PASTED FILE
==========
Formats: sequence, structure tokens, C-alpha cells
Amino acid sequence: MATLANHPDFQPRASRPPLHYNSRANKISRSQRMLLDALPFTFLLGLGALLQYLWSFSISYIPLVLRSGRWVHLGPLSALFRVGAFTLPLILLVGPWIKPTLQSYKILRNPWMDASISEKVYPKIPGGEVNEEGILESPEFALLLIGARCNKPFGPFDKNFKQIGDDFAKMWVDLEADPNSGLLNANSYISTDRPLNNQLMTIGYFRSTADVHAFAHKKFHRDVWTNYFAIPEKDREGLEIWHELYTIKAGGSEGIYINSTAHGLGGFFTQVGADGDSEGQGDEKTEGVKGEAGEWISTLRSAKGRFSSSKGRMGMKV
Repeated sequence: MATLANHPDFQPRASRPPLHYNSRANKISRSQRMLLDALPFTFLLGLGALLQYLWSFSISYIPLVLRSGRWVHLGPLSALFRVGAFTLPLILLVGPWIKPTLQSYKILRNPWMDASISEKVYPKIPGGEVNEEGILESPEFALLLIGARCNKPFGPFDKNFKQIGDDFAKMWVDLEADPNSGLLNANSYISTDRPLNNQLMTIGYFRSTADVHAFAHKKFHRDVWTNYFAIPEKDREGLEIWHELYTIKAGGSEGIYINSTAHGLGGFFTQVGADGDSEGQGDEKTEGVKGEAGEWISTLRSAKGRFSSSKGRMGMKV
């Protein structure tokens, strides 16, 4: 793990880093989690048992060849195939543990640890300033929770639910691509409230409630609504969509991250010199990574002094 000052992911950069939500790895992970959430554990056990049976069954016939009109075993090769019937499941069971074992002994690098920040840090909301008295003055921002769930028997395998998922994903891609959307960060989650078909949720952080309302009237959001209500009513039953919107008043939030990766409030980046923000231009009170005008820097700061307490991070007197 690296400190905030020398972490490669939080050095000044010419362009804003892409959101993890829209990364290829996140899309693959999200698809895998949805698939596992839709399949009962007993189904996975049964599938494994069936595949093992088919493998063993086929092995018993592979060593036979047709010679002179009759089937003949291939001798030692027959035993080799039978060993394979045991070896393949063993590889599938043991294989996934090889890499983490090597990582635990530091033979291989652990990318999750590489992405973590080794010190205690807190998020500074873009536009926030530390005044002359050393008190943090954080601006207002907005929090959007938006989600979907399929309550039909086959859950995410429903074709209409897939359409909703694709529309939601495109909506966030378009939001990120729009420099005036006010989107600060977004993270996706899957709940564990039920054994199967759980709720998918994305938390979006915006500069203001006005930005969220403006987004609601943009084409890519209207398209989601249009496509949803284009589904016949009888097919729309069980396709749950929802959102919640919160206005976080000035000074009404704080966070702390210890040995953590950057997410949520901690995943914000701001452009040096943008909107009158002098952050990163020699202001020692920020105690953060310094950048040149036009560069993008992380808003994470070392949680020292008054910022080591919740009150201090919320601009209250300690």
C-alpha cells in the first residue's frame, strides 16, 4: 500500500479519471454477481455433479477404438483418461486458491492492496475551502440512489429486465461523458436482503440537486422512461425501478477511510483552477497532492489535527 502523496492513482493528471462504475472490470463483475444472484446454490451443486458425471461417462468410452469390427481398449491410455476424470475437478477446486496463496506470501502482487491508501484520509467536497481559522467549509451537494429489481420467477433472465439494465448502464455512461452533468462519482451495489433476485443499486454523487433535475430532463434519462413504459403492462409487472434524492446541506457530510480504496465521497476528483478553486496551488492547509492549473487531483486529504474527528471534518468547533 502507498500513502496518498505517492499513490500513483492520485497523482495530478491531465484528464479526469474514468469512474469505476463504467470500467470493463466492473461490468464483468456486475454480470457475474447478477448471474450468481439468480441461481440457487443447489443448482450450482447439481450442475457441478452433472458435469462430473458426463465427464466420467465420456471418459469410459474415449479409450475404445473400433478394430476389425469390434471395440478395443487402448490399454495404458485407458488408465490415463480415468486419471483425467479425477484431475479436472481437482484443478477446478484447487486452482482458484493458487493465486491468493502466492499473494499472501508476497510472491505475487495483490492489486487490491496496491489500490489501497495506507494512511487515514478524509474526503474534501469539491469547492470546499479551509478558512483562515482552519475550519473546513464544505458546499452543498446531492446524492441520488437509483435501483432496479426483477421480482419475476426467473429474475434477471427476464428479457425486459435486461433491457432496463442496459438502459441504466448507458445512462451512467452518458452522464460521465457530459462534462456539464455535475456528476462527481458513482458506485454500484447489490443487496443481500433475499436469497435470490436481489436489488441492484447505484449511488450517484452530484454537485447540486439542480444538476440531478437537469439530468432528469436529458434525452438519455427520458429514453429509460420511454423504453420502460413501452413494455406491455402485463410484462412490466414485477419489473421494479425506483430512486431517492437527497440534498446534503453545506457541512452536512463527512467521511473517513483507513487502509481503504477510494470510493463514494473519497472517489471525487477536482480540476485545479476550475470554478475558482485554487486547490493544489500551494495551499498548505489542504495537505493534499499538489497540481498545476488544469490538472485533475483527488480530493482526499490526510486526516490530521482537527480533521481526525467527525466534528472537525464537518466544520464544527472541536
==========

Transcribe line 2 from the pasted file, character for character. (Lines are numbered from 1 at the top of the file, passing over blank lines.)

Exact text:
Amino acid sequence: MATLANHPDFQPRASRPPLHYNSRANKISRSQRMLLDALPFTFLLGLGALLQYLWSFSISYIPLVLRSGRWVHLGPLSALFRVGAFTLPLILLVGPWIKPTLQSYKILRNPWMDASISEKVYPKIPGGEVNEEGILESPEFALLLIGARCNKPFGPFDKNFKQIGDDFAKMWVDLEADPNSGLLNANSYISTDRPLNNQLMTIGYFRSTADVHAFAHKKFHRDVWTNYFAIPEKDREGLEIWHELYTIKAGGSEGIYINSTAHGLGGFFTQVGADGDSEGQGDEKTEGVKGEAGEWISTLRSAKGRFSSSKGRMGMKV